CHARLOTTE — Chad Stachowicz declared victory on Twitter on May 11 in the District 39 N.C. Senate Democratic Primary after the south Charlotte resident saw his lead increase to 20 votes after 23 absentee and military ballots were counted.
But challenger Ann Harlan says the race is not over. The Matthews resident will request a recount after the results are certified May 18.
The two are vying to take on incumbent Republican State Senator Dan Bishop in November. Bishop won re-nomination May 8 when he defeated challenger Beth Monaghan with 71 percent of the vote in the Republican primary.
Stachowicz held a five-vote lead on election night when he received 5,219 votes to Harlan’s 5,214 votes. Stachowicz now holds a 5,238-5,218 lead with only nine provisional ballots to be considered on May 17. After those ballots are counted, the Mecklenburg Board of Elections will certify the results at 11 a.m. May 18.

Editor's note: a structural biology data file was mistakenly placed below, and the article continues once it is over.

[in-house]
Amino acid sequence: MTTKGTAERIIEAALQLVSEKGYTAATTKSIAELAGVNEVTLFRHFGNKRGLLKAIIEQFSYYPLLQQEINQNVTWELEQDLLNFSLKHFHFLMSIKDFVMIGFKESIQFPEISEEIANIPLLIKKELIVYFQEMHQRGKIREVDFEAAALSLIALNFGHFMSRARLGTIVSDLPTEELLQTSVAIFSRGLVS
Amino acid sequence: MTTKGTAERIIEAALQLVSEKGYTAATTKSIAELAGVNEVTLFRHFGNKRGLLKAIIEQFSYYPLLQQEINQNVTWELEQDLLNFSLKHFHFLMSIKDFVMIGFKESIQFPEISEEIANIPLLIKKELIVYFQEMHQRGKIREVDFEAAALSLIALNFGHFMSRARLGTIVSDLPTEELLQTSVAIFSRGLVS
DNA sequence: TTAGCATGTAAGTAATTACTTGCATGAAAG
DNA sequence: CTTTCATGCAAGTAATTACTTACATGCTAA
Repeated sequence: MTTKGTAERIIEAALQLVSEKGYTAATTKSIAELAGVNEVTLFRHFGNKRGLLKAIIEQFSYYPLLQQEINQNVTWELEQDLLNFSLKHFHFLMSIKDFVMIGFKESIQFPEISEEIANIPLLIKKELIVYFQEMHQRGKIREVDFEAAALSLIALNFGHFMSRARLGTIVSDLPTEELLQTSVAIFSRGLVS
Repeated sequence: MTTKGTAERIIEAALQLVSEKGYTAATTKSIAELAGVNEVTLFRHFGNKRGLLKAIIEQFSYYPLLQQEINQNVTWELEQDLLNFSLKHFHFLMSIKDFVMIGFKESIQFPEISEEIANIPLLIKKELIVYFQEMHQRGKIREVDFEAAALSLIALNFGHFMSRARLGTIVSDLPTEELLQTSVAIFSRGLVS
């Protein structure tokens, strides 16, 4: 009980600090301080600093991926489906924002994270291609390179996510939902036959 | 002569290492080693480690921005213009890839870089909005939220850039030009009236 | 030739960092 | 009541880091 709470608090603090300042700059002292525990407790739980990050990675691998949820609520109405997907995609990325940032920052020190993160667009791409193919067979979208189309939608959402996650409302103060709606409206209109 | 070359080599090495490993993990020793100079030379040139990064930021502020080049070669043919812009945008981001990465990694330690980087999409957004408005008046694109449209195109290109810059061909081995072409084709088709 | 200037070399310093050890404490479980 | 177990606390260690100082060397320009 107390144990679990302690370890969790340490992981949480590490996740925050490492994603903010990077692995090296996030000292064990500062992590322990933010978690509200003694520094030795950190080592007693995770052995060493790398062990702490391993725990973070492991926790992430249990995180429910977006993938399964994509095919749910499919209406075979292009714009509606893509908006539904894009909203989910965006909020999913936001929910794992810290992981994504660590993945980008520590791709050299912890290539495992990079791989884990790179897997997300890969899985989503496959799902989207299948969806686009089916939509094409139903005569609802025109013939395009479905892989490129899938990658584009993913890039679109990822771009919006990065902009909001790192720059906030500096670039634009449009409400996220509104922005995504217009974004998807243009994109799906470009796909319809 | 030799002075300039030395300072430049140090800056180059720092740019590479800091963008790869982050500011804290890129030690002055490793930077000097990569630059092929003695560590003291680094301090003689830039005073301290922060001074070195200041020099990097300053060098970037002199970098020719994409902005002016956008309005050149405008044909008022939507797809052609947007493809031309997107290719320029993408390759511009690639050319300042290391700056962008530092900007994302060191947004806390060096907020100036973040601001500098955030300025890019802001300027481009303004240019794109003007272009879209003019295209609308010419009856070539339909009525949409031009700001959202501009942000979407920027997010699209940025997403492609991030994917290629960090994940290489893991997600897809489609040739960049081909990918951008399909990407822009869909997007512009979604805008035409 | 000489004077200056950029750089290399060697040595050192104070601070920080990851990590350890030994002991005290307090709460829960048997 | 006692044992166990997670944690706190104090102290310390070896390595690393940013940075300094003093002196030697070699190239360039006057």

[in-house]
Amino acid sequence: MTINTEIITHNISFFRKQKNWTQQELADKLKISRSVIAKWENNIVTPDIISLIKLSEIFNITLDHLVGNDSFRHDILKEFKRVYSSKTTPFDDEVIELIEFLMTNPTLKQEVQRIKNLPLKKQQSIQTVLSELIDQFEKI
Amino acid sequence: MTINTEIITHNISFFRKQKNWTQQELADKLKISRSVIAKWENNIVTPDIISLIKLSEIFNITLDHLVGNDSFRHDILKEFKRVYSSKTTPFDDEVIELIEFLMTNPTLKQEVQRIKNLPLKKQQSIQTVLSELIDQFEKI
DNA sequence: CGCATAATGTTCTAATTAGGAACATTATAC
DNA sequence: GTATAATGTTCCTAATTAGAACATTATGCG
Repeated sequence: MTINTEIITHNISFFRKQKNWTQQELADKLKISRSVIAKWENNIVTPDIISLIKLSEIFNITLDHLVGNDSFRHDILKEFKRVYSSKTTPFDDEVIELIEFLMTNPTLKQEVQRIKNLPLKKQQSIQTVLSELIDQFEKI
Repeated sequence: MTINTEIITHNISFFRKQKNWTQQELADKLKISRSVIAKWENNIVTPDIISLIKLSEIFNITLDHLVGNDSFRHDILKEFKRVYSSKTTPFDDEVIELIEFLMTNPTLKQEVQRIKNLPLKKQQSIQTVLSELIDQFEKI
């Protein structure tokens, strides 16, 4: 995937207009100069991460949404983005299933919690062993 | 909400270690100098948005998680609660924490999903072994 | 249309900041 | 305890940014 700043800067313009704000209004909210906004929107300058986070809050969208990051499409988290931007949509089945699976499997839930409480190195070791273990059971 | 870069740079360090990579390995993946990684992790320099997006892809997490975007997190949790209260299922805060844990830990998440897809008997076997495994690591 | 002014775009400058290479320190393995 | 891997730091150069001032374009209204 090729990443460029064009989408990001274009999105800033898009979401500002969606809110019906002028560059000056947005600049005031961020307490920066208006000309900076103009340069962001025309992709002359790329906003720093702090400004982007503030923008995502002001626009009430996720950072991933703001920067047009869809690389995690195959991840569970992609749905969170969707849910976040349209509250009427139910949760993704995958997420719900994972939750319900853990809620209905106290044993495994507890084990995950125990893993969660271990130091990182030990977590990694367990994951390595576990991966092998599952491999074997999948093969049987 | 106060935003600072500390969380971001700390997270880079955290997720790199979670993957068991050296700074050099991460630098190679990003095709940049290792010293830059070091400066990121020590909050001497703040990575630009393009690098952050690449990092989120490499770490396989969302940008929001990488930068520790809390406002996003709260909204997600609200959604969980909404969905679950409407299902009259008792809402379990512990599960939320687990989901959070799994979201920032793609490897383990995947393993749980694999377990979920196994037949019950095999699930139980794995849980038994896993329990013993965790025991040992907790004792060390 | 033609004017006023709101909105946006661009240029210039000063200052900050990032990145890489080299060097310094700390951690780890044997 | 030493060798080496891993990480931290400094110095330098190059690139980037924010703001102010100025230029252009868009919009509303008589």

Since Stachowicz’s lead is less than 1 percent, Harlan can request a recount. Harlan said May 15 she will do just that.
“Oh yeah, absolutely, it is too close,” Harlan said when asked if she would request a recount. “The provisional ballots have not even been counted. I know Chad is calling himself a winner, but he doesn’t get to call it. The board of elections gets to call it.”
Stachowicz said he is confident his lead will hold up after a recount and that the party will be unified come November.
“We ran a really strong campaign,” Stachowicz said. “If you look at what both I and Ann ran on, we had close messages. I think the party will be completely unified. The feedback from Democrats and moderate Republicans alike is that it is time for a change. I do expect it to be a tough race (in November). We expect to put a lot of work in.”
Harlan said her message resonated with voters and that she was happy with the way she ran her campaign.
“I was pleasantly surprised (on election night) because Chad had a ton of money,” Harlan said. “I raised $3,000, so this is the people speaking and money not speaking. I was out there talking to people, knocking on doors and talking to people. I think if I had more time, I would have been able to reach out to more people.”
The general election is Nov. 6.